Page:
Congress continues to push for emergency pension law



Amid the clamor that surrounded the passage by the current administration of the American Rescue Act of 2021 (ARPA), discreetly hidden as Subtitle H is the Butch Lewis Emergency Pension Plan Relief Act of 2021 (Butch Lewis). Butch Lewis has unsuccessfully bounced around Congress since 2019. While Butch Lewis is long on rhetoric, at this point he lacks details or controls. Regulations for the Pension Benefit Guarantee Corporation (PBGC) will be published in July. In the meantime, it is important that employers remain vigilant about the actions of the PBGC.

As currently structured, Butch Lewis is a “logical” successor to the previously flawed efforts of Congress to “cure” the funding problems of the multi-employer benefit system. These efforts began in 1980 with the passage by Congress of the Multi-employer Pension Plan Amendments Act of 1980 (MPPAA) and continued with the passage of the Multi-employer Pension Reform Act of 2014 (MPRA).


Congress will provide approximately $ 86 billion to “critical and declining” financial assistance funds “… to pay all benefits due during the period beginning on the date of payment of the special financial assistance payment … and ending … in 2051 ”. Payments will be made to more than ninety funds. There is no cap on this payment, no repayment requirement, and funding forecasts will be made on a “deterministic basis”. The only requirement is that plans must reinstate suspended benefits and invest Butch Lewis funds in high grade bonds or other investments authorized by the PBGC.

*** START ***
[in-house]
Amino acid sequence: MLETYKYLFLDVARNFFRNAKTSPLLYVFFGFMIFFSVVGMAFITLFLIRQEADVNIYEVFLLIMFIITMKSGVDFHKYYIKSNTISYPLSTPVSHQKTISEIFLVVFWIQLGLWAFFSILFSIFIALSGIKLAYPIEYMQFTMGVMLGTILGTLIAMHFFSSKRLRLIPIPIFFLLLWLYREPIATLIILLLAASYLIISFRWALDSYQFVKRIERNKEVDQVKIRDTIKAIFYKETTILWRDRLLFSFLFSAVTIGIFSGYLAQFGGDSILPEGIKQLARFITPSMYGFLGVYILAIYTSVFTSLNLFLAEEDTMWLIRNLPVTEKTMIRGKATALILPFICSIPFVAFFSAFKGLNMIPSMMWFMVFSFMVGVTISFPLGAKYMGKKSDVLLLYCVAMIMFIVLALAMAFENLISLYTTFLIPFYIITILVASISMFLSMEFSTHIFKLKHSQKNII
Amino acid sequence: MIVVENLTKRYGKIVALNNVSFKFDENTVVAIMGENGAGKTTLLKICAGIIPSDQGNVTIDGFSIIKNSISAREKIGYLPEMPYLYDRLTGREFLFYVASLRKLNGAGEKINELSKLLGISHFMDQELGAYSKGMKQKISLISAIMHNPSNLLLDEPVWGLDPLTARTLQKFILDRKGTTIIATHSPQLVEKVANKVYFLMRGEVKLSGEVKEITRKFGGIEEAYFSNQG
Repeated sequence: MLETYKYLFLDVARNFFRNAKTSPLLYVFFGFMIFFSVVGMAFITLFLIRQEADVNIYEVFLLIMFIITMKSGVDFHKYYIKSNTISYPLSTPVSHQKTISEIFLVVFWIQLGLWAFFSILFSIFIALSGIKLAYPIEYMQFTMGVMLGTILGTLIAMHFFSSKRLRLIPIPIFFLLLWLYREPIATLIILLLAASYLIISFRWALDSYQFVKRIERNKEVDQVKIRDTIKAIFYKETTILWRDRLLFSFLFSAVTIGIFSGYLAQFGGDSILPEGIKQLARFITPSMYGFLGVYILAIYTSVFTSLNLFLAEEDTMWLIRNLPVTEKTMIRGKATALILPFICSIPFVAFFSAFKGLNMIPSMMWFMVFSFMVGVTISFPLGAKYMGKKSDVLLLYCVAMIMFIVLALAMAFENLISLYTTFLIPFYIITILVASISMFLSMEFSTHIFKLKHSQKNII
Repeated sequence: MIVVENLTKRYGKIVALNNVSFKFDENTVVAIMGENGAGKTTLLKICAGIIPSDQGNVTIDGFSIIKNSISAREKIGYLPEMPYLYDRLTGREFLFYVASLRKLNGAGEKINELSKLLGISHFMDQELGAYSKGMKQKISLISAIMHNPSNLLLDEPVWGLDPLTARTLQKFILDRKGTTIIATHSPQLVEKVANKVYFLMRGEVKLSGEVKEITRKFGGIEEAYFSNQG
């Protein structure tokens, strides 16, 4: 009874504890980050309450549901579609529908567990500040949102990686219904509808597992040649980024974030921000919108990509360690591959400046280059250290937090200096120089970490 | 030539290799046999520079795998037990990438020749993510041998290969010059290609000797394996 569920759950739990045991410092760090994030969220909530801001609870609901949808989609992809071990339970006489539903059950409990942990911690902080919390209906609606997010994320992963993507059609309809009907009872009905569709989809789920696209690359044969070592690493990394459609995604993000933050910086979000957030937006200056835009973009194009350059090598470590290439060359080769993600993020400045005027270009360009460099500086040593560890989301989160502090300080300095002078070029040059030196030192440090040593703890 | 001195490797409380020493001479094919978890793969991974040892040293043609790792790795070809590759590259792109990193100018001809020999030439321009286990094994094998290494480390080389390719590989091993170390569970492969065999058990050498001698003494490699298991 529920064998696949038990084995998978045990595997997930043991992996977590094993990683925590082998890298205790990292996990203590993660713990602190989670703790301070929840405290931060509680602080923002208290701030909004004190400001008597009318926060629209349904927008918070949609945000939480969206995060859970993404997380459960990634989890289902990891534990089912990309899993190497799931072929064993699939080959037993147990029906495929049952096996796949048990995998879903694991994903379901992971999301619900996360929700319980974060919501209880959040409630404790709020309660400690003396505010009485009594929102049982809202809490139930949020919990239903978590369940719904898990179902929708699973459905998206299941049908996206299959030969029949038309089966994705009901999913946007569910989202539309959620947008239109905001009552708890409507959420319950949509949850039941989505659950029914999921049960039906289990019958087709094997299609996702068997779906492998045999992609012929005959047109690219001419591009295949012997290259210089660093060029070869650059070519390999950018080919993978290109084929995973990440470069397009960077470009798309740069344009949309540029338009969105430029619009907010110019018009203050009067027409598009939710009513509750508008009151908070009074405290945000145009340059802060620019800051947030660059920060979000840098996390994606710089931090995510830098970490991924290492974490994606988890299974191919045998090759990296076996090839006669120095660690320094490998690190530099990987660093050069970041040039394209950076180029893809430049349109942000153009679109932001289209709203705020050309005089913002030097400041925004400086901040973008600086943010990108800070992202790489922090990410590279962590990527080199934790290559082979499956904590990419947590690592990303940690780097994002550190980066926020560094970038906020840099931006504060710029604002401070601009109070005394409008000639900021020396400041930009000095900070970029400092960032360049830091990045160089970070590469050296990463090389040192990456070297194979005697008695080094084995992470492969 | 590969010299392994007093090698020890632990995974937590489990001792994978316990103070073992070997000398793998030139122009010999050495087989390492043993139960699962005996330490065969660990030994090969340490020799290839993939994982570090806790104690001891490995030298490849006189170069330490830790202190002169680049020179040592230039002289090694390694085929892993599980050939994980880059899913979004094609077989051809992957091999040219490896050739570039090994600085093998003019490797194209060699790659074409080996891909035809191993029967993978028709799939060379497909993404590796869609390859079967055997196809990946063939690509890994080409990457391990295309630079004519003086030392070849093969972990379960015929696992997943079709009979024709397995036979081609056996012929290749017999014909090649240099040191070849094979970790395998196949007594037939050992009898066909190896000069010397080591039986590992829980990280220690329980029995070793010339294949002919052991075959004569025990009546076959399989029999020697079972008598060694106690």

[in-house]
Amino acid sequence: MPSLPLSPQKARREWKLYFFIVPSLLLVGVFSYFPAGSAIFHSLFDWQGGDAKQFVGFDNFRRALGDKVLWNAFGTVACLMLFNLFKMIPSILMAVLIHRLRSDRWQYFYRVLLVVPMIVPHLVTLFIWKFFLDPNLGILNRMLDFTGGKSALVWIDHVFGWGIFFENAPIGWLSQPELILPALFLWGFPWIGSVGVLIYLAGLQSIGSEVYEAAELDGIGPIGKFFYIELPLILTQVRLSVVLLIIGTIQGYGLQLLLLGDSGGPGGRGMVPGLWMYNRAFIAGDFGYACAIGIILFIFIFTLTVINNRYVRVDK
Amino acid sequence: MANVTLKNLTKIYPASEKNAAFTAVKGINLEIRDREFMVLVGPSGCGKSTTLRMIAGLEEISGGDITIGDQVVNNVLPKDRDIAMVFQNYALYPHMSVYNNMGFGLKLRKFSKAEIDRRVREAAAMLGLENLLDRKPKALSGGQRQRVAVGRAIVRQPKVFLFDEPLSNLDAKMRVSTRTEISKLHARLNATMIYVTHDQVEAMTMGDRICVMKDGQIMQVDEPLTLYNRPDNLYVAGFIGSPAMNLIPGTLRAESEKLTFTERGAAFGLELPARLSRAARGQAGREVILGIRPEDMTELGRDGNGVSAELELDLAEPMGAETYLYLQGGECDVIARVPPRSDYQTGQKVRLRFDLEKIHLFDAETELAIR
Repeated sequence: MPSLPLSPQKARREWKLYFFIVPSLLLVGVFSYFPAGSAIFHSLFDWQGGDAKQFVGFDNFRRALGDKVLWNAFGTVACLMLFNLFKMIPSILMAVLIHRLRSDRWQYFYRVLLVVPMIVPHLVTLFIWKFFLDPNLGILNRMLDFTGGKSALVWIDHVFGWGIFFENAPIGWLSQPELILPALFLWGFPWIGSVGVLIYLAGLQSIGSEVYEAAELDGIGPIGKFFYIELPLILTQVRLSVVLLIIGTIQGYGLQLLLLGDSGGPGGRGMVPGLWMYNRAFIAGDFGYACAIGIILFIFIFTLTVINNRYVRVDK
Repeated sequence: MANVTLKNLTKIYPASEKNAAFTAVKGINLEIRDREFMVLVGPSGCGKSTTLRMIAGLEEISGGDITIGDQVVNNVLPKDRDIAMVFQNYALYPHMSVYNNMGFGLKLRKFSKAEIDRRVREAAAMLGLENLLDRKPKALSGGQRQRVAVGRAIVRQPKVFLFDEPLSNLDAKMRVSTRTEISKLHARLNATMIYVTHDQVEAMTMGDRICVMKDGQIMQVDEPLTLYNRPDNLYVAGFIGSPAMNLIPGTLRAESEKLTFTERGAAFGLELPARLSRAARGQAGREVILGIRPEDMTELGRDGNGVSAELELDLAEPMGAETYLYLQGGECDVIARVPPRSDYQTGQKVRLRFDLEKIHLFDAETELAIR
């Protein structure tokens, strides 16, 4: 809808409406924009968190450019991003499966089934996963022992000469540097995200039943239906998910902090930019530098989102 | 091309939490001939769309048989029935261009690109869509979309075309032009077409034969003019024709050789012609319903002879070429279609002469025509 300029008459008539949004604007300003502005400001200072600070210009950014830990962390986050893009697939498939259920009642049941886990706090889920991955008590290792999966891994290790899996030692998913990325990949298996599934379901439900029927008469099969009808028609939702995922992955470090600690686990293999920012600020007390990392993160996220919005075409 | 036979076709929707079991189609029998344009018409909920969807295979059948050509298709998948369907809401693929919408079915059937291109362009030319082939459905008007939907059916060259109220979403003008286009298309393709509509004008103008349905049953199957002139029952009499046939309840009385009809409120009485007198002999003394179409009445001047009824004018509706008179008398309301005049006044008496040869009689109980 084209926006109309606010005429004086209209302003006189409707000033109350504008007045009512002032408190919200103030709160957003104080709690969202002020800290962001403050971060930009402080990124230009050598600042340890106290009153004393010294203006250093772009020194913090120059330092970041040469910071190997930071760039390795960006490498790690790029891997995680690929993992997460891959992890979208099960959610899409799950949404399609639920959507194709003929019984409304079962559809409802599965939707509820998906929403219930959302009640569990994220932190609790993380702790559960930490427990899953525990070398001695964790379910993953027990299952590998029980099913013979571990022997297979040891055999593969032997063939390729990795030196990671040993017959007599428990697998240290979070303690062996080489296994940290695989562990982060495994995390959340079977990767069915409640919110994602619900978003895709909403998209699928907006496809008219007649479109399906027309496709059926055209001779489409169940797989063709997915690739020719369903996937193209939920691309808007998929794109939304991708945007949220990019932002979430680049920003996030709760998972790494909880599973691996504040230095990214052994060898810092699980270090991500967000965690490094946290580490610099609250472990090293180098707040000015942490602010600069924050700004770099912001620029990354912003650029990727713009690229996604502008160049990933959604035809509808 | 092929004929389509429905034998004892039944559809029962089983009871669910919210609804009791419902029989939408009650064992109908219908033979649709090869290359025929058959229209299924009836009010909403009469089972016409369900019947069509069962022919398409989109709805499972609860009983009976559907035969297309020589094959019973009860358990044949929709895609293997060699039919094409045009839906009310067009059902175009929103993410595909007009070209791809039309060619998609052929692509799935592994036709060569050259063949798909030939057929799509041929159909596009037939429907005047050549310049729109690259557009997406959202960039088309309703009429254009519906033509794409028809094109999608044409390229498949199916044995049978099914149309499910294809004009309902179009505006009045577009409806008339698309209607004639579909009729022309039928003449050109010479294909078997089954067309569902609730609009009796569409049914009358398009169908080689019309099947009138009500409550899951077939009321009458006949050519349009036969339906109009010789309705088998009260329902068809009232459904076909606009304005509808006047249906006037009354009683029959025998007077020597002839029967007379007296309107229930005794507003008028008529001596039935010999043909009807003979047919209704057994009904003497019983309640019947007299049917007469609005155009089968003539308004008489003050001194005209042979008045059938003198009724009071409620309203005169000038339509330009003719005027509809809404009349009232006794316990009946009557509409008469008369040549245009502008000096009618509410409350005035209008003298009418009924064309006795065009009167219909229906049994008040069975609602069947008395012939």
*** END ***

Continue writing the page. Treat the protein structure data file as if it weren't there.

The Butch Lewis part is also a clean canvas to be completed by the PBGC regulations. Unions use this clean canvas to “suggest” regulations that may harm employers.

Lump sum payment

Special financial assistance is to be paid as a lump sum of all plan obligations until 2051, not at present value. So $ 100 due in 2051 will be funded at $ 100, even though $ 100 paid in 2051 will be worth much less in 2021. Unions argue that “all benefits due during the period” are defined as the future cash flows of the company. payment of benefits, not just accrued benefits or an unfunded liability. This concept will cost well over $ 86 billion. The unions are also proposing that the funds retain their discretion as to when to pay from the lump sum payment and from the traditional asset account.

Responsibility for withdrawal

While Butch Lewis is silent on the impact of special assistance on takedown liability, unions are urging PBGC takedown liability rules that will work to the detriment of employers. Employers who opt out before the last day of the plan year ending in 2051 would not have the special assistance considered a plan asset in calculating the opt-out requirement. In addition, unions are asking that employers who withdraw before 2051 be subjected to treatment under a massive withdrawal scenario. Thus, employers who would normally make interim payments over a period of twenty years would be required to make these interim payments indefinitely!

In the absence of regulation from the PBGC, the only clear point for an employer is that despite the injection of billions of dollars from Congress into more than ninety plans, it appears that take-out liability obligations will not be. reduced.

Jackson Lewis PC © 2021Revue nationale de droit, volume XI, number 174



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